Saint Jude the Apostle (Jude-Thaddaeus, Jude of James, Jude the Brother of James the lesser (shorter or younger) and Jude the Brother of Matthew the tax collector):
Saint Jude was one of the twelve apostles chosen and invested (ordained, see Mark 3:14) by Jesus (but he was NOT Judas Iscariot !!). The Apostle Jude is the author of the canonical Letter of Jude (written sometime between A.D. 68 and A.D. 70). Note: that Thaddaeus was an Aramaic nick name for Jude.
Oral tradition (legend) reports that St. Jude was born into a Jewish family in the town of Paneas, in Galilee. Paneas was later rebuilt by the Romans and renamed Caesarea Philippi. In all probability he spoke both Greek and Aramaic, like almost all of his contemporaries in that area, and was a farmer by trade. According to the legend, St. Jude was a son of Clopas and his mother Mary, was a cousin of the Virgin Mary. Tradition also has it that Jude’s father, Clopas, was martyred because of his forthright and outspoken devotion to the risen Christ. Jude’s side of the family are describes as having been very zealous for keeping the Law of Moses, and in supporting Jesus Christ as being the promised messiah (this should not be understood as a reference to the anti-Roman rule Jewish sect referred to as the Zealots).
Oral tradition also reports that after the resurrection of Christ, Saint Jude initially preached the gospel in Judea, Samaria (as far north as modern-day Beirut) and Idumaea (the land of Edom, the southeastern desert region between Israel and the Sinai Peninsula, i.e. Saint Jude preached in the greater Palestine area). After the persecution of the Christians in Jerusalem by Herod Agrippa, around A.D. 44 Jude’s travels widened to include Syria (including the city of Edessa, where he was known as “Thaddaeus of Edessa, one of the seventy disciples of Christ”), Mesopotamia, and Libya.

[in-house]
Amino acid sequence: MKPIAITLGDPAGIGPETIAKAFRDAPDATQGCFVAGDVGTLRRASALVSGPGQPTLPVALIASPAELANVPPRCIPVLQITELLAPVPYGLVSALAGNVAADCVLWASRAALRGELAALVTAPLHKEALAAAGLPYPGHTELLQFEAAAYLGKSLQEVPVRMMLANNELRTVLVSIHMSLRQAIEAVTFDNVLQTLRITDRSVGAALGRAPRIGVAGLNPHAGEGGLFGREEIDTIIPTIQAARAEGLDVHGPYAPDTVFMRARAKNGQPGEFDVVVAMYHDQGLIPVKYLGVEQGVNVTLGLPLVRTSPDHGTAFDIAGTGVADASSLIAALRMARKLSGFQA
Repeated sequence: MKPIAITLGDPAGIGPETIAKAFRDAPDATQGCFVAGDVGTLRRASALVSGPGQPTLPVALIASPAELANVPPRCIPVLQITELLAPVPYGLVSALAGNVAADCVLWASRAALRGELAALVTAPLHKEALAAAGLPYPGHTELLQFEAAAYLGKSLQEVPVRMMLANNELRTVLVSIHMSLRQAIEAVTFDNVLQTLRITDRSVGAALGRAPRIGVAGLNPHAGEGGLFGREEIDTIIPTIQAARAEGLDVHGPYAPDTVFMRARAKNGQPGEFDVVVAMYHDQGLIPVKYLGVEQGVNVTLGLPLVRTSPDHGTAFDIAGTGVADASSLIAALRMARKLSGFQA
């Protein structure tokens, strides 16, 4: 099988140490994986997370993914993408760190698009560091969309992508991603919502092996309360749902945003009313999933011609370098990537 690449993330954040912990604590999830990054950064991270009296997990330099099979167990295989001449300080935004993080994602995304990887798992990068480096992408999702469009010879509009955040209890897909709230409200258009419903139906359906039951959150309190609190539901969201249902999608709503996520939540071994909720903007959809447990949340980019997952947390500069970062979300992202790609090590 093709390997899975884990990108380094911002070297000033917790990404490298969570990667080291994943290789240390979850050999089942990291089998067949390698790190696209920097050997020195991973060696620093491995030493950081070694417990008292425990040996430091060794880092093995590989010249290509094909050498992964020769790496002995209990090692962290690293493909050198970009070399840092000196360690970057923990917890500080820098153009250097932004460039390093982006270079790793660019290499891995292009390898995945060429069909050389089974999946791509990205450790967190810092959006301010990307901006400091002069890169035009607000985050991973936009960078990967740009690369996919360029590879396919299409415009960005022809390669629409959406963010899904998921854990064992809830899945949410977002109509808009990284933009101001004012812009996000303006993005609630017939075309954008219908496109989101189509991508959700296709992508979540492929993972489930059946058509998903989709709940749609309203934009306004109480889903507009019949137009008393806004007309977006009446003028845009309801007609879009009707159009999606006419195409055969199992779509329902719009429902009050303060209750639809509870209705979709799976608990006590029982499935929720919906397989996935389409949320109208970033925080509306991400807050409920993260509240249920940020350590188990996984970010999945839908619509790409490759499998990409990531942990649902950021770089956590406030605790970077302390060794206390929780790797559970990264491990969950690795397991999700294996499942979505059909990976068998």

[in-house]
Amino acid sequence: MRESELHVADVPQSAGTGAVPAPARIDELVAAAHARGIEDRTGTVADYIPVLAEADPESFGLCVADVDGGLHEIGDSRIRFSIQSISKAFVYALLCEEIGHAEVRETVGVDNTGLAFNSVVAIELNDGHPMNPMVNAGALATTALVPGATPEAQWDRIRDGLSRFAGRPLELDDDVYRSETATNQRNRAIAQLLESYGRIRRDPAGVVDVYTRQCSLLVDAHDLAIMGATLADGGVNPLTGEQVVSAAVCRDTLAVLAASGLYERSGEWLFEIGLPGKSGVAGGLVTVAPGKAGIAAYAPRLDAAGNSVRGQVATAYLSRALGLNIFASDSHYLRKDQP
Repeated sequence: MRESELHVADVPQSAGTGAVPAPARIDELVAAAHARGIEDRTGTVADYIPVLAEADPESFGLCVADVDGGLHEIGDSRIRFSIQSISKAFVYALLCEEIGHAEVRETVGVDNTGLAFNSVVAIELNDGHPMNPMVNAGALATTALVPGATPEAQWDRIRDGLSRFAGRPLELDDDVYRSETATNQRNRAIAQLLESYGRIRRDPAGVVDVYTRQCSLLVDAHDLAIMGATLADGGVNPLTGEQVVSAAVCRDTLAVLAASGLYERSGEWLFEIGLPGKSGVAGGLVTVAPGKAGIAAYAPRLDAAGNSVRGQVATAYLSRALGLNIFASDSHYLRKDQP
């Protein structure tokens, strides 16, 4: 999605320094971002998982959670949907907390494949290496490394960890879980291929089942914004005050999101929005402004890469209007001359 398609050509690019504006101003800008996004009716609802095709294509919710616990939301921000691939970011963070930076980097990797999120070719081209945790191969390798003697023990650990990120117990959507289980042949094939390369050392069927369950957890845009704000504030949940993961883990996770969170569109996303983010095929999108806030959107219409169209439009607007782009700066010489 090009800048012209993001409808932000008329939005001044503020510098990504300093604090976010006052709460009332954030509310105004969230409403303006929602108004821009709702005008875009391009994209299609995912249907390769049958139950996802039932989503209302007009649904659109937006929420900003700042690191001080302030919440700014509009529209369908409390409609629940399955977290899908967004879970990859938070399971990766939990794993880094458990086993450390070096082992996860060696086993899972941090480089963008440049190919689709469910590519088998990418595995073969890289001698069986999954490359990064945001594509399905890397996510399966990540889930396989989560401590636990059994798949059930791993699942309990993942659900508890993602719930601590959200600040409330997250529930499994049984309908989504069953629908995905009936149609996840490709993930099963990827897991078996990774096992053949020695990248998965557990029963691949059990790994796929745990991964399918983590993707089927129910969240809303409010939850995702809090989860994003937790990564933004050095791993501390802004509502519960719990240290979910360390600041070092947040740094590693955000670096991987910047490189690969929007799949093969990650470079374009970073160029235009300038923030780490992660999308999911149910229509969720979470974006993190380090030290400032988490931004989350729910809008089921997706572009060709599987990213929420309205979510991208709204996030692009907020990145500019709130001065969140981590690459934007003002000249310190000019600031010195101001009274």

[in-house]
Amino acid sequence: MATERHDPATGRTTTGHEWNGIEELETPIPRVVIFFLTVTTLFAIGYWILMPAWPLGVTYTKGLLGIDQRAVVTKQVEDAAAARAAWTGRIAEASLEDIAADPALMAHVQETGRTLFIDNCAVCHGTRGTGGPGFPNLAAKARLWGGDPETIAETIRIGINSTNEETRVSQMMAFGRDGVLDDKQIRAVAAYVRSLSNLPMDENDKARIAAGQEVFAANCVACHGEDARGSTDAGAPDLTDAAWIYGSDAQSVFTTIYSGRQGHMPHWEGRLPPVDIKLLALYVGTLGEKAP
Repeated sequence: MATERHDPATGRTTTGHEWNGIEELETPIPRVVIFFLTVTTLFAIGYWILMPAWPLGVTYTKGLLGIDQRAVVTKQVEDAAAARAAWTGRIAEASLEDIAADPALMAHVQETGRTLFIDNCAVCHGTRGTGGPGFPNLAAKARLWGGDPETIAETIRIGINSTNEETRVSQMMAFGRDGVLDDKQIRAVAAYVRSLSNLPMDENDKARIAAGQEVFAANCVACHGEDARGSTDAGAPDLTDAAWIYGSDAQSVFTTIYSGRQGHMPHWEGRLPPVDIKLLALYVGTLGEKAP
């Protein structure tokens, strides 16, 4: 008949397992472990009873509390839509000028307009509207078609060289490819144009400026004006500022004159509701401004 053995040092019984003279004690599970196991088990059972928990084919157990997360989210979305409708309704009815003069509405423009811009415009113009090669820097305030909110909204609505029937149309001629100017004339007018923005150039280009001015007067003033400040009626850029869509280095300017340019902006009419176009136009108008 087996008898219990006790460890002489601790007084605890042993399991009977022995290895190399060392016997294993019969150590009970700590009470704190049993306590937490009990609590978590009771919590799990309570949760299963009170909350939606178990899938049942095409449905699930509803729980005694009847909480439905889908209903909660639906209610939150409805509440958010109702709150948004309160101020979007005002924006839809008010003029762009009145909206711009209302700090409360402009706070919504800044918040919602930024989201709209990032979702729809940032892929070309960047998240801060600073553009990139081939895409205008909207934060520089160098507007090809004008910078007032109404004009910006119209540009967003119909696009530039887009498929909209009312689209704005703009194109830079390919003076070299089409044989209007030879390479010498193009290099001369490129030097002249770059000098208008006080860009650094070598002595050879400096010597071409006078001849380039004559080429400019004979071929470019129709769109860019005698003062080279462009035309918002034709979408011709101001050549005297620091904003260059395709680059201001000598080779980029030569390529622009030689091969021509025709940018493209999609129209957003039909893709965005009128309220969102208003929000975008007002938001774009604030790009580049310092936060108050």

Saint Jude was reported to have suffered martyrdom about A.D. 70 in Beirut, in the Roman province of Syria, together with the apostle Simon the Zealot, with whom he is usually connected. The axe that he is often shown holding in illustrations of him symbolizes the way in which he was killed. Their acts and martyrdom were recorded in the non-canonical Acts of Simon and Jude that was among the collection of passions and legends associated with Abdias, who was one of the seventy disciples of Christ (Luke 10:1-20) and was consecrated as the 1st Bishop of Babylon (Mesopotamia) by Saint Simon and Jude.
According to Eusebius, he returned to Jerusalem in A.D. 62, and assisted at the election of his brother, St. Simeon, as Bishop of Jerusalem.
In the Roman Catholic Church Saint Jude is the patron saint of desperate cases and lost causes.